Today Pope Francis celebrated the 10th anniversary of John Paul II’s passing with the following words:
Pope Francis said St. John Paul II showed sick people how to “carry the cross of suffering with joy” on the eve of the 10th anniversary of the Polish-born pope’s death.
He made a connection with the events we commemorate during Holy Week:
“We remember him as a great Witness of the suffering Christ, dead and risen,” Francis said.
I sense the tide has turned, especially for Neo-Cons, on John Paul II. Their attempts to baptize capitalism and every recent American war by enlisting JP2 in their corner have fallen apart. A surprising number of them now busy themselves taking the same sorts petty pot shots at Wojtyla they once hated from liberal Catholics (I won’t stoop to linking their attacks).
I would argue being in the crosshairs of both sides of the theological spectrum is a good place to be. But don’t let me make the argument. I’ll let Julia Kristeva, an atheist, feminist, and psychoanalyst make the case for me. (She also appeared at the 2011 World Day of Prayer for Peace in Assisi. You can read her call for peace between humanists and religionists here.)
Why is John Paul II significant according to her? In This Incredible Need to Believe she explains in a passage addressed to fellow non-believers:
‘Don’t be afraid of Christianity, and together we won’t fear religions!’ I find myself wanting to say to my agnostic, humanist, atheist friends. We hail from the same continent of thought, we often rise up ‘against’ each other because we are in reality ‘right against’ one another; let us continue our analyses . . . And I have a dream: may true complicities, essential in our face to face with the rise of barbarity, be woven not only, and to my way of thinking less, between Christianity and the other religions today tempted by fundamentalism, but between Christianity and this vision to which I adhere that grows out of Christianity, although it is detached from from it today, and has the ambition to elucidate the perilous paths of freedom. In his person and his acts John Paul II made this possible. Far more than sainthood, this pope has shown us his universal dimension.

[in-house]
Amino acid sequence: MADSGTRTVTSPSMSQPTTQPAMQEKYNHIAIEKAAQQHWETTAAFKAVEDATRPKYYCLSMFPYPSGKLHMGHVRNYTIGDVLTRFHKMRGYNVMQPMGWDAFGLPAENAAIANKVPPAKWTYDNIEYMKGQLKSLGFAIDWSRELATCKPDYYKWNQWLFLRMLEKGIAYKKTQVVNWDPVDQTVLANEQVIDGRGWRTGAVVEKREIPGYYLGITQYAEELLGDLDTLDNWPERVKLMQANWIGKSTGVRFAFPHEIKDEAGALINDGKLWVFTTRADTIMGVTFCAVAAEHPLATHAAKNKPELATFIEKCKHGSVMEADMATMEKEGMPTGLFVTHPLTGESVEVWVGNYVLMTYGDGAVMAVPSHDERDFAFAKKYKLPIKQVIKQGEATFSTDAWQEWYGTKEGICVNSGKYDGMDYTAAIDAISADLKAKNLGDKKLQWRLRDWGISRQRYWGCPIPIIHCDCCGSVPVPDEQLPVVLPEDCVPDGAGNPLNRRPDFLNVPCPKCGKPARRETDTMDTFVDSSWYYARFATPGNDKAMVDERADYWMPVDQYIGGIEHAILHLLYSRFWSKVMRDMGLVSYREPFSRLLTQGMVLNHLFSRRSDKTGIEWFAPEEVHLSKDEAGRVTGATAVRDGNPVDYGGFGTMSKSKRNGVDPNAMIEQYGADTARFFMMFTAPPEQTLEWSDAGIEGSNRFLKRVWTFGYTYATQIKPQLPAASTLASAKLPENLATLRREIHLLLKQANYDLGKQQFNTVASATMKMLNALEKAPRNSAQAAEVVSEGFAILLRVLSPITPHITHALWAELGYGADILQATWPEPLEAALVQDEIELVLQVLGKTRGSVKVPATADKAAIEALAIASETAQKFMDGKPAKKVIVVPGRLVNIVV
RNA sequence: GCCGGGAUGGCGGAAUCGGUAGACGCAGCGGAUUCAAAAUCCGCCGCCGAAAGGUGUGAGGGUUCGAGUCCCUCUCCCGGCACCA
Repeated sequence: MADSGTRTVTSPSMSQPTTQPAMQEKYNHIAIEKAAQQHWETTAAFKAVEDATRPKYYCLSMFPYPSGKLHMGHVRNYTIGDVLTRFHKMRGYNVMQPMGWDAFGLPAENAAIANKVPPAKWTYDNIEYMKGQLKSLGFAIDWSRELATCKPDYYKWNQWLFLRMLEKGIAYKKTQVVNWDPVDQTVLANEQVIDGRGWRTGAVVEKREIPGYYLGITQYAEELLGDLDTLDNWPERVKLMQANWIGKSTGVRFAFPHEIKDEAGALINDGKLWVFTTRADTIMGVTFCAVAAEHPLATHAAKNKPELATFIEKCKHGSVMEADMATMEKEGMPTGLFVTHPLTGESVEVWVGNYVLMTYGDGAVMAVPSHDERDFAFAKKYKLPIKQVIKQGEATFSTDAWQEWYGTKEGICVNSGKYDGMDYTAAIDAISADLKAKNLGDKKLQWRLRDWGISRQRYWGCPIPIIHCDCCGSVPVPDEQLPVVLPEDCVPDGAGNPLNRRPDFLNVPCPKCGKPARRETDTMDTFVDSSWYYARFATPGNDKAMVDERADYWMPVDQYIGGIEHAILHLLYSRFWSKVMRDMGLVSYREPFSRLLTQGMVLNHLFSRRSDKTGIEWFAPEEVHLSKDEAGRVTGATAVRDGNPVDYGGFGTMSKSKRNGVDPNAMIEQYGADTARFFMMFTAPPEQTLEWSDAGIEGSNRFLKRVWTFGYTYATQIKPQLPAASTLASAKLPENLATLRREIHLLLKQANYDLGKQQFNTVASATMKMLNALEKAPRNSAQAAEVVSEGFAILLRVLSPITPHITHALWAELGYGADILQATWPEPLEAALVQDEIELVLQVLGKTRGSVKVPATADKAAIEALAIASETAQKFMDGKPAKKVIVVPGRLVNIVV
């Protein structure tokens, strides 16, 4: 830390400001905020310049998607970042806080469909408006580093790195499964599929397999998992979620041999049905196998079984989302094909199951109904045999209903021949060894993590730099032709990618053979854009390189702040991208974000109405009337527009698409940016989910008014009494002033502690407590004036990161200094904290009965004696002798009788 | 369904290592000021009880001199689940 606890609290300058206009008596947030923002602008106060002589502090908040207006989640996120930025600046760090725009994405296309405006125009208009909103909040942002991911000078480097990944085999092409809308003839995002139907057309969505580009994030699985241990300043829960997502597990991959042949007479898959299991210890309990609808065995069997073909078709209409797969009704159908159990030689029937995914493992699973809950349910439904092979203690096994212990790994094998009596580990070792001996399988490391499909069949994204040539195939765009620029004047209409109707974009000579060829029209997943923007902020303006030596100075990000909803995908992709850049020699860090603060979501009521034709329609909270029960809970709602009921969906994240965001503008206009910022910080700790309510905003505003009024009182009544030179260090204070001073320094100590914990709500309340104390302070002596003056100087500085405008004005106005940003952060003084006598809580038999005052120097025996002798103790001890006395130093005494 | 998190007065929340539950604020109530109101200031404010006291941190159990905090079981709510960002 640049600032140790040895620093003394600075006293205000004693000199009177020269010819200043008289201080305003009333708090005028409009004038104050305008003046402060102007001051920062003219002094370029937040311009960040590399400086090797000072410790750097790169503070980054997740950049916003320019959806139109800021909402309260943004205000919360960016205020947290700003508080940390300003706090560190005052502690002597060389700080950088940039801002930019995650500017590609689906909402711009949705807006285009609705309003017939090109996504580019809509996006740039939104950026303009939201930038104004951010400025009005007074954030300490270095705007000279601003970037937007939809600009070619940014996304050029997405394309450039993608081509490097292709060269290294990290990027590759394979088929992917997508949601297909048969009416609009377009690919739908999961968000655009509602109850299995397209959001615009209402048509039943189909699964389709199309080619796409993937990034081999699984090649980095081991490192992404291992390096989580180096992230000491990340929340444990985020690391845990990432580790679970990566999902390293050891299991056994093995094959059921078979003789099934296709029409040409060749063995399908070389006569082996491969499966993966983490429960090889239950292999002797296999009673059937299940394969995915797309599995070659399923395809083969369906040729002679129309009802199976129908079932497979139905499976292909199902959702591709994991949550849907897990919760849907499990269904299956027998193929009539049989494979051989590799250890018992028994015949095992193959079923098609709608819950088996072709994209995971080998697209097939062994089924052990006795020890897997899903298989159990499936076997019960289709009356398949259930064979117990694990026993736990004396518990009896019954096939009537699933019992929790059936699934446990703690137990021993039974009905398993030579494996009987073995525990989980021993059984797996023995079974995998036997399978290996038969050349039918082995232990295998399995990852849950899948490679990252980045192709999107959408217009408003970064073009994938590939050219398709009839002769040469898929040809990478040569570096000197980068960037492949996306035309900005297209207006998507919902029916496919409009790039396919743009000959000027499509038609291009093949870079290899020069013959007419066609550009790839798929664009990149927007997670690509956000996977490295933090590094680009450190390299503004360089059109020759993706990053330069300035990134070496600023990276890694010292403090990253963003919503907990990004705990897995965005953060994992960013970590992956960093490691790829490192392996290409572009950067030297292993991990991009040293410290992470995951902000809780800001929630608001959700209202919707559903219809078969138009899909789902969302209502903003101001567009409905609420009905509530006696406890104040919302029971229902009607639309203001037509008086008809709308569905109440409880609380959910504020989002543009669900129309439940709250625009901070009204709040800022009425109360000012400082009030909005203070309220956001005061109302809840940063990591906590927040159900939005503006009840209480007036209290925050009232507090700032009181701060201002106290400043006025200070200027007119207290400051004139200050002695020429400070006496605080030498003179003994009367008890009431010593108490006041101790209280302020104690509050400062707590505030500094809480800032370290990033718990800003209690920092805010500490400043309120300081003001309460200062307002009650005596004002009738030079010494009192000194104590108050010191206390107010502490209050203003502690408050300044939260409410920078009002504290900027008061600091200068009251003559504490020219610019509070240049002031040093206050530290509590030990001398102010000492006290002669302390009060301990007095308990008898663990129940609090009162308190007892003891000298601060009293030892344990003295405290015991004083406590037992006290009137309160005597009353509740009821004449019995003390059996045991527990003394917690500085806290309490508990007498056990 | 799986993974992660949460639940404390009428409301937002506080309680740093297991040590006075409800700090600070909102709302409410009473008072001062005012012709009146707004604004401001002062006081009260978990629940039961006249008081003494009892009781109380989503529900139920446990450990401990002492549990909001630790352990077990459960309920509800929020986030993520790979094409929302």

She made this statement in reaction to the pope’s death in 2005 and after re-reading his phenomenological treatise The Acting Person. However, Kristeva forgets how the “continent of thought” she’s talking about was created by the Christian revolution and cannot be detached from it so easily.
Let’s not get bogged down in the details. It is clear that without the fundamental Christian revolution we wouldn’t notice whole classes of people. The Greeks, Romans, the Enlightenment, and Nietzsche didn’t make much of the weak and dependent, other than sporadically excluding (or exterminating) them.
And so it’s important to note Kristeva also thinks the greatness of John Paul II consists in his witness of weakness:
[I’m never sure whether the original French or the translation is jumbled when it comes to Kristeva. But I’m sure you’ll get the point, ed.] On that day, and up to his death, we saw a handicapped man expose himself. All those handicapped citizens, their families, and those with whom I work to have the rights of these excluded people, not like the others, recognized, know the difficulty, or even the impossibility of ensuring that the dignity of the most vulnerable, those who make us face up to deficiency and psychic or physical death, was respected. Whereas society, dogged by the cult of performance, of excellence and enjoyment, makes manifest the shortcomings of this culture of mutual assistance and, beyond, of the identification with the suffering of Christ on the Cross or the ease in Christian sadomasochism that John Paul II successfully maintained even on his deathbed, the body of the handicapped pope was and remains and invitation to know life up to its limits. And to develop this solidarity with people who are dependent–the handicapped or the aged–which modern humanism has so much difficulty doing.
You can read more of her thoughts on Catholicism, especially John Paul II, in her collection of essays, This Incredible Need to Believe. There is also another additional excerpt on the topic of Catholicism, the Baroque, and suffering from her book here.
And how sad is it that non-Catholics can see the contribution of Catholicism to society better than some Catholics?https://www.youtube.com/watch?v=2MwwzikKh7k
See also: Alasdair MacIntyre’s revolutionary argument about weakness and disability. Since John Paul II was a philosopher by training you might want to take a look at a list of my all time favorite philosophy books.